The attention-restoration theory (ART) of Kaplan (1989, 1995) has been used to explain the positive psychological effects of green exercise. ART postulates that some environments can elicit restoration from mental fatigue by triggering a spontaneous (and therefore effortless) form of attention, which is referred to as fascination. Some specific features of the natural world such as clouds in the sky or leaves in a breeze are hypothesized to have particular advantages in prompting attention-restoration mechanisms. Moreover, being outdoors in a natural environment can provide a sense of being away from everyday problems, thus contributing to restorative experiences. The theory specifies two additional components: extent and compatibility, the former representing the degree to which an environment is perceived as being coherently ordered and having substantial scope, while the latter represents the degree to which the environment matches a person’s inclinations at the time. A number of studies have found that exercising in natural environments has greater potential for restoration compared to indoor (Hug et al., 2009; Calogiuri et al., 2016a) and urban (Bodin and Hartig, 2003; Hartig et al., 2003) environments, while also giving rise to improved cognitive performance (Hartig et al., 1991, 2003), enhanced psychological states (Hartig et al., 1991, 2003; Calogiuri et al., 2015), and reduction of psychophysical stress (Hartig et al., 2003; Aspinall et al., 2015; Calogiuri et al., 2015).

Immersive Virtual Environments (IVEs) consist of synthetic sensory information that provide a surrounding and continuous stream of stimuli, creating the illusory perception of being enclosed within and interacting with a real environment (Loomis et al., 1999; Smith, 2015). IVEs are becoming increasingly popular, especially in the form of head-mounted displays (HMD), a device with a motion sensor that allows a 360° vision of a virtual world while eliminating the visual contact with external reality. The popularity of IVEs and HMDs follows the introduction of relatively affordable technology that not only provides the opportunity to immerse oneself in pre-set IVEs, but also allows the creation of new IVEs using special 360° cameras and freely available and customizable applications. One of the potential advantages of HMD is that they can provide relatively intense immersive experiences. In IVE sciences, immersion is defined as the extent to which a computer-generated environment is “capable of delivering an inclusive, extensive, surrounding, and vivid illusion of reality to the senses of a human participant” (Slater and Wilbur, 1997), and it is commonly evaluated by assessing participants’ feelings of presence. The concept of presence, i.e., the subjective feeling of “being in the virtual environment” (Slater and Wilbur, 1997), is therefore a key element in research related to the effectiveness of virtual reality technology, including (but not limited to) its application in the physical activity and exercise sciences (Pasco, 2013).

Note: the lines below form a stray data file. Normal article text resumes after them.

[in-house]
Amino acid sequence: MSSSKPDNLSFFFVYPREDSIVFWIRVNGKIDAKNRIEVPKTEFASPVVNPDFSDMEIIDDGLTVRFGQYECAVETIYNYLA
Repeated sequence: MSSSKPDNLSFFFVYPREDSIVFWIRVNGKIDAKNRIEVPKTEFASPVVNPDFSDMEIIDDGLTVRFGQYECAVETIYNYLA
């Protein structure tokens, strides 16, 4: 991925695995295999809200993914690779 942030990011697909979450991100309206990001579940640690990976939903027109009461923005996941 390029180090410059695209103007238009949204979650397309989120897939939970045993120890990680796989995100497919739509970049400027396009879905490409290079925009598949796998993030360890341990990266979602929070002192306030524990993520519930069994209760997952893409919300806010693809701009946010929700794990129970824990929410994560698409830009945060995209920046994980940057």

Green exercise research faces a number of challenges, especially in relation to the extent to which studies can control for possible confounders when comparing indoor and outdoor environments (Lee and Maheswaran, 2011; Rogerson et al., 2016). Different weather conditions and terrains (e.g., a paved trail as opposed to a treadmill), for example, might lead to differences in physical engagement and influence psychophysiological responses. IVEs, however, can engage research participants in highly controlled immersive environmental experiences (Smith, 2015). Furthermore, IVE could, in the future, provide a simple way of integrating experiences of nature into people’s everyday lives, as well as supplement rehabilitation and health promotion programs: in an urbanized society, a large number of individuals do not (or cannot) engage in green exercise on a regular basis: recent estimates show that in Norway, for instance, almost half of the population do not engage in any green exercise in a typical week (Calogiuri et al., 2016b), while in the United Kingdom this reaches 80% (White et al., 2016). Yet the application of and research into this technology in relation to environmental or exercise sciences is still in its infancy. In particular it is not clear, in terms of participants’ perceptions, to what extent IVE technology can reproduce life-like experiences of green exercise. Research suggests, for example, that watching images or videos of nature can provide a similar, although smaller, burst of positive affect compared with a walk in real nature (Plante et al., 2006; Mayer et al., 2009). Furthermore, positive psychophysiological and cognitive effects have also been demonstrated in a study by Valtchanov et al. (2010), in which the participants were exposed to a virtual environment constructed as a photo-realistic forest (i.e., a high quality computer-generated representation of a forest). However, to the best of our knowledge, no research has yet investigated how people respond and interact with IVEs that are more encompassing and dynamic, such as watching a first-person 360° video of a nature walk.